Format your import data correctly on your computer to prevent any errors when importing objects to HubSpot. Once you've set them up, learn how to import these files.
Requirements for all import files
- The import file must be .csv, .xlsx, or .xls file.
- The import file should contain fewer than 250,000 objects/rows and is smaller than 150MB.
- Include a header row in your file.
- Each column header should correspond to a property that exists for the object type being imported.
- During the import process, HubSpot will match the column header to the property name, where possible, to map the property values to be updated. Otherwise, you can manually map your column headers to property values.
Import files for each object type require the following properties:
- Contacts: First name, Last name, and Email.
- Companies: Company domain name.
- Deals: Deal name, Pipeline, Deal stage.
- Tickets: Ticket name, Ticket status.
- Products: Name.
- Notes: Activity date, Note body.
- To assign an owner to an object during the import, include a [Object] owner header and add the email address of the user to each row in that column.
Please note: users who are assigned a record through import will not receive a notification that they were assigned a new object.
- For a file with multiple object types, ensure that the data in the rows match up to the correct header (e.g., rows with contact data should have data in columns that map to contact properties, and rows with deal data should have data in columns that map to deal properties).
- To import products with a Term property value, format the value for products in the Term column as:
- PXM, where X is the number of months (e.g. P6M, for a term of 6 months); or
- PXY, where X is the number of years (e.g. P1Y, for a term of 1 year).
- To import products with a Recurring billing frequency property value, use monthly, annually, or quarterly if the product has a recurring price type. Leave the cell blank if the product has a fixed price type.
- If you’re importing data into multiple checkbox or single checkbox properties, learn how to format the values in your spreadsheet before importing into HubSpot.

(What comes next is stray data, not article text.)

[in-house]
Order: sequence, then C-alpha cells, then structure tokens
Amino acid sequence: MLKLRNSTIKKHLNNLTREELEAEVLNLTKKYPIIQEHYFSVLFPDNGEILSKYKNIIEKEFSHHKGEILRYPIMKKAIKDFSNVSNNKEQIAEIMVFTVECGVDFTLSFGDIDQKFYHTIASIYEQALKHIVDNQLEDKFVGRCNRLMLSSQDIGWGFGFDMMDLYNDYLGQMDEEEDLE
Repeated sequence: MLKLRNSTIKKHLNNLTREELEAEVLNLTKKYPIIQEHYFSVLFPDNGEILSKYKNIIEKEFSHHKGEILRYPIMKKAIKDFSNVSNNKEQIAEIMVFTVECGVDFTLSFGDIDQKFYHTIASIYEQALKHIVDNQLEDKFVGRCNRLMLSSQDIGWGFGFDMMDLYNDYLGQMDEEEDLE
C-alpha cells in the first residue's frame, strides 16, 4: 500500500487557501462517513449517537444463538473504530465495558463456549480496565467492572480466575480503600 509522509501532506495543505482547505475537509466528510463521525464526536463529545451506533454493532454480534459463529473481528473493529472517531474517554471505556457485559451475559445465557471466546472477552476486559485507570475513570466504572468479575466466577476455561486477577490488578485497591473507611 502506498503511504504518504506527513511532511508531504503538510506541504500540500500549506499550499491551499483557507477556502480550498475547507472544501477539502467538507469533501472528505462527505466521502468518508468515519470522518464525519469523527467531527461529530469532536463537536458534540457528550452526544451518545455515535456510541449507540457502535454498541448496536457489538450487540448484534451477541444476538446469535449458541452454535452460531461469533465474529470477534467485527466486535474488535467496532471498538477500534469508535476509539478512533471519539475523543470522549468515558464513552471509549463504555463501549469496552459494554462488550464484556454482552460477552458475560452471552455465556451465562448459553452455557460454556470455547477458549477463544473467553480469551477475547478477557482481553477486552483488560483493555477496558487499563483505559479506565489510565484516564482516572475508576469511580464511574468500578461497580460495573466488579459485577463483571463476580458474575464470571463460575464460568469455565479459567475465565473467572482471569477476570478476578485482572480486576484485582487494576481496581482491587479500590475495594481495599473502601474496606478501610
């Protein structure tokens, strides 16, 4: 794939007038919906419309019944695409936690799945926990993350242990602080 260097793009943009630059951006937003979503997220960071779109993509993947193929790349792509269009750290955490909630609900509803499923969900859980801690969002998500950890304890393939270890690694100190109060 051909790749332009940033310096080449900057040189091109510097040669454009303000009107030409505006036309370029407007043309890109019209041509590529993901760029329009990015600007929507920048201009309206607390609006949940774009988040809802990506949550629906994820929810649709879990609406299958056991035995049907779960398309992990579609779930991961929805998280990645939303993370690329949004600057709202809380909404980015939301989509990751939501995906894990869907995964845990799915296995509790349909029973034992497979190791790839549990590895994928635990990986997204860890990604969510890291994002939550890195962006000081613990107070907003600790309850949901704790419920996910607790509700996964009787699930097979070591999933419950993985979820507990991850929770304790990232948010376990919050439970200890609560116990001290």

Example import files
Below are examples of what your files should look like:
- Contacts example spreadsheet [download]
- Companies example spreadsheet [download]
- Deals example spreadsheet [download]
- Tickets example spreadsheet [download]
- Products example spreadsheet [download]
These example files are not formatted to act as sample import files as they include certain notes on formatting your import file. Open and view them for further advice on formatting your import file.
Requirements for associating objects in import files
When importing two files for association:
- In each file, include a column with the same header.
- To associate an object from the first file to an object from the second file, type the same string under the column for the two objects. The string can be anything, as long as they match.
During the import, HubSpot will reference this column header and match the objects in each file by the data in this column. The matched objects will be associated.
For example, if you want to import new contacts and deals then associate them:
- Create two spreadsheets, one for contacts and one for deals. In each spreadsheet, create a "Common field" column. This column can be named anything, as long as they match in both files.
- In your contact import file, enter a unique string for each contact in the "Common field" column.
- In your deal import file, for each deal, in the "Common field" column, enter the unique string that corresponds to the contact you want to associate the deal with.
- Save these spreadsheets to your computer.
- Continue to import your files into HubSpot. The common field will match the contacts and the deals for association. For illustration, "Daphne" will be associated to the "Water heater" deal.
Other important considerations
Existing HubSpot objects in the import fileIf you import a file with information for existing objects, any existing information will be overwritten by new values you've imported. HubSpot checks for an existing object using:
- Email address or record ID for contacts.
- Company domain name property value or record ID for companies.
- Record ID for deals, tickets, and products.
Learn more about how HubSpot detects if an import contains existing objects.
If you don't want to overwrite an existing value for a property, you can either include the current value in the relevant column or leave the cell blank. HubSpot will not overwrite a property value unless there is a new value present in the file.
If you want to clear a property value in an existing object, you can only do so using a workflow (Professional and Enterprise users only). Blank values will be ignored.
Duplicate objects in the same file
If the import file has duplicate objects, HubSpot will import the information in any one of the duplicate rows to the record. To ensure accurate information is added to your records, ensure that there are no rows with duplicate email addresses or Company domain name property values in your import file.
Automatic association between contacts and companies
If the Automatically create and associate companies with contacts setting is enabled, contacts will be automatically associated with company records by matching the contact's email address domain to the Company Domain Name property in the company record.
Unmatched columns in the import fileIf your spreadsheet has a column header that does not correspond to an existing property in HubSpot, you can select an existing create a custom property for it.
Special characters in the import file
Excel does not always properly save special characters when saving in .csv file format. You can import your list into Google Docs to resolve this.